Unite Summer Program Bringing Local Students to Montana Tech

06/14/2019

50 students from Butte High School, Anaconda High School, and Helena High Schools have been accepted into Montana Tech’s new Unite summer program. Unite is a five-week, pre-collegiate summer experience for talented high school students from groups historically underserved in science, technology, engineering, and math (STEM).

The eleven Anaconda High School scholars are: Farahbeth Barrington, William “Liam” Barrington, Jaiden Connors, William Griffis, Timothy “Raine” Lofing, Mollie Nadeau, Alack Rosman, Carter Sampson, Caleb Thompson, Joseph Turner, and Cayden Sisco.

The twenty-two students from Butte High School are: Aaliyah Andersch, Rhiannon Anderson, Mekia Best, Jessica Bleile, Amanda Brooks, Kazmyrn Criscoulo, Kaden Dean, Alysa Deweert, Jordan Dupris, Brandon Graft, Kadden Littlefield, Madison Mckernan, Hogan O’Donnell, Sydney Olsen, Trevor Phillips, Katherine Radoicich, Taylor St. Pierre, Valerie Williams, Brenda Fode, Abbigale Pesanti, Penelopy Littlefield, and Ashley Maloney.

Seventeen students from high schools in Helena have been accepted into the program. They are: Sarina Bogy, Donovin Cambell, Berkalie Campbell-Woods, Samantha Christensen, Shyanne Christensen, Navaeh Davis, Tabitha Flemings, Micah Franks, Dakota Hurley, Angel Jimenez, Drake Kelly, Nick King, Emmy Nguyen, Emma Rainey, Abigail Robo, Chloe Wickham, and Kailynn Wickham.

As one of 18 host sites nationwide, Montana Tech will have a total of 50 students working with faculty on campus this summer. The summer program is funded by a grant from the Army Educational Outreach Program. Unite encourages students to pursue college majors and careers in engineering and other STEM-related fields through a program of focused hands-on rigorous academics, enrichment, and career exploration.

Staff members from Montana Tech’s Institute for Educational Opportunities identify and recruit students from Butte, Anaconda, and Helena into the program. “We offer a program that encourages the scholars to pursue college majors and careers in engineering and other STEM-related fields through a program of focused hands-on rigorous academics, enrichment, and career exploration,” noted Amy Verlanic, Executive Director of Montana Tech’s Institute for Educational Opportunities. “We are pleased to see such a high number of students accepted into the program.”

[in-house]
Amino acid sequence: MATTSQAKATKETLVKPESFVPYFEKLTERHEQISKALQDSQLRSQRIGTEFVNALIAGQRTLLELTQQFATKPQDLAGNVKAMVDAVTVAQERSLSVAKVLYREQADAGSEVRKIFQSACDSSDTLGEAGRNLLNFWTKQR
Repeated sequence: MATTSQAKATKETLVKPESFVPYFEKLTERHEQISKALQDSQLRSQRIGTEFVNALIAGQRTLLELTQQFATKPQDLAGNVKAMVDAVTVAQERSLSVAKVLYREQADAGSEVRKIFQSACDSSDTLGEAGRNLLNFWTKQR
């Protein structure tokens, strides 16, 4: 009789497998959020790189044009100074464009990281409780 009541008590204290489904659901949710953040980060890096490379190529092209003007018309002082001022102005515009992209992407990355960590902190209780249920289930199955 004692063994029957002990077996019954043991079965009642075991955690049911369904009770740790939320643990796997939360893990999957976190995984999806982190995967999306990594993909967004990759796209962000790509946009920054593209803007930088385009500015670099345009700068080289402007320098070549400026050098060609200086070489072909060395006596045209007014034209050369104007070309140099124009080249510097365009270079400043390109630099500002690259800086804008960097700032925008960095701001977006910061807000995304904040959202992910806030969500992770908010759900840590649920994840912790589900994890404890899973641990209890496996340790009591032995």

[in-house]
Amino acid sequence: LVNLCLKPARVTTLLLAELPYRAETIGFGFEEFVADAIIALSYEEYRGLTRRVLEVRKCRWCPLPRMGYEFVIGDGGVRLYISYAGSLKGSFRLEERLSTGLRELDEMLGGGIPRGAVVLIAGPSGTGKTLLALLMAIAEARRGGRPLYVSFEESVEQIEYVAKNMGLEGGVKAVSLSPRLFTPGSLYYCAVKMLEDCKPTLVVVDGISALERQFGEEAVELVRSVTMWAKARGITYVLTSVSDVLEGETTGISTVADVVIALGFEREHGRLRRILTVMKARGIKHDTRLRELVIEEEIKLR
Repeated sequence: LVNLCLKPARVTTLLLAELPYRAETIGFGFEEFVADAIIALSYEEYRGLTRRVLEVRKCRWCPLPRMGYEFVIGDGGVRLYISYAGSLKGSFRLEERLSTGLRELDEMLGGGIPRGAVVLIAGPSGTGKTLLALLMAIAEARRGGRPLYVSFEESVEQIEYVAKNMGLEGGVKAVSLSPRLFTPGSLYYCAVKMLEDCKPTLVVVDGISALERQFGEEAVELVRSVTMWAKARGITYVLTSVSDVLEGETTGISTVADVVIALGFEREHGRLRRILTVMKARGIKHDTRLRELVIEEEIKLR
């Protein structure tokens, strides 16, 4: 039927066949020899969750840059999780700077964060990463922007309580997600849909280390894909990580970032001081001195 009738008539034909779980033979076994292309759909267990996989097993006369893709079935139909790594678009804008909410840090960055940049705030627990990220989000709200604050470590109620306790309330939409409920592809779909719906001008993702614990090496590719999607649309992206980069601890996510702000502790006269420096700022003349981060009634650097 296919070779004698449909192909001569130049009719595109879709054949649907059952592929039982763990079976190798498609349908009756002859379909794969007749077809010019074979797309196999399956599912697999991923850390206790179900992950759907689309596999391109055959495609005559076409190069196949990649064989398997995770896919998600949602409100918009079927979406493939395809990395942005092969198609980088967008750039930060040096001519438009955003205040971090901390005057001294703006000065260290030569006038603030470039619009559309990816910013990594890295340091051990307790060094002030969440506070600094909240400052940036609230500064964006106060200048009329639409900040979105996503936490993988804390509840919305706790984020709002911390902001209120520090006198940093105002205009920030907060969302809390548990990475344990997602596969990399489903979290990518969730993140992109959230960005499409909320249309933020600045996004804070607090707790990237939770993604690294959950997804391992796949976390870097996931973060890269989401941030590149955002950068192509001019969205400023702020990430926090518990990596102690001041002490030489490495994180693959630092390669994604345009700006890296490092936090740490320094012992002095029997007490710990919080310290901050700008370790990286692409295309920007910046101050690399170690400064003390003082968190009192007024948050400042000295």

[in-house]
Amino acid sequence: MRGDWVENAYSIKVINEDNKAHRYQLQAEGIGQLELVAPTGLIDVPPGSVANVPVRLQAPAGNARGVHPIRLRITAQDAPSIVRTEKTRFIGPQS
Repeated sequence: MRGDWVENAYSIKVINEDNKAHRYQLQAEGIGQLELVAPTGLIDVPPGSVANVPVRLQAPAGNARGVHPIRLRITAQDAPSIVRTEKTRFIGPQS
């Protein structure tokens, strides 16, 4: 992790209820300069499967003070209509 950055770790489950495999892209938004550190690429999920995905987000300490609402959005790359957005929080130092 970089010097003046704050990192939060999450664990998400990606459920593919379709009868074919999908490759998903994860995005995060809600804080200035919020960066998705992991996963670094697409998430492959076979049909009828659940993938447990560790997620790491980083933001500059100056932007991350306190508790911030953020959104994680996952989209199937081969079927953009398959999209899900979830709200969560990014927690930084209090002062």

From June 17 through July 18, the students will spend four hours/day conducting research with Montana Tech faculty members and the remainder of their time in the classroom learning. On Friday, July 19, students will present their research findings and poster at a mini-symposium in the Montana Tech HPER.

The sponsoring Montana Tech faculty members and their course descriptions are as follows:
  • Montana Tech Assistant Professor Joel Graff will instruct students on ecosystems. In the Graff lab, students will be building and monitoring small-scale ecosystems with the goal of producing a crop for harvest
  • CFWEP Program Director, Rayelynn Brandl, and Chris Doyle, Program Coordinator for the Institute for Educational Opportunities, will explore the CFWEP Summer Unite Beaver Mimicry project. This project engages students in learning about overall watershed health, specifically as related to global climate change and water storage.
  • Montana Tech Electrical Engineering Assistant Professor Bryce Hill will teach students about Audio Digital Signal Processing. In this research, students will record audio sounds use MATLAB software to learn to code schemes to manipulate those signals. Students will make musical recordings as well as analyze the signals incorporated into the sounds they record.
  • Associate Professor, Stella Capoccia, will help young scientists develop their interests as naturalists, particularly as it relates to vertebrates in Montana. Students in this section will learn the basics of Montana’s wildlife and understand the different habitat unique to this region.
  • Environmental Engineering Department Head and Assistant Professor Katherine Zodrow and Mechanical Engineering Assistant Professor Dario Prieto’s project aims to identity local sources of biomass (wood, grasses, pinecones, etc.) that could be used to adsorb soil and water pollutants typical to the area. Students will learn the basics of material sampling, leaching from rocks, and adsorption.
  • Metallurgical Engineering Department Head and Professor, Jerry Downey, and David Hutchins will help students explore the real-world challenges of keeping mining waste safely out of surface waters via plastic encapsulation. This project will include all phases of the research including field sampling, polymer material science, environmental engineering, and analytical chemistry.

For more information, please visit https://www.institute.mtech.edu/upward-bound-1.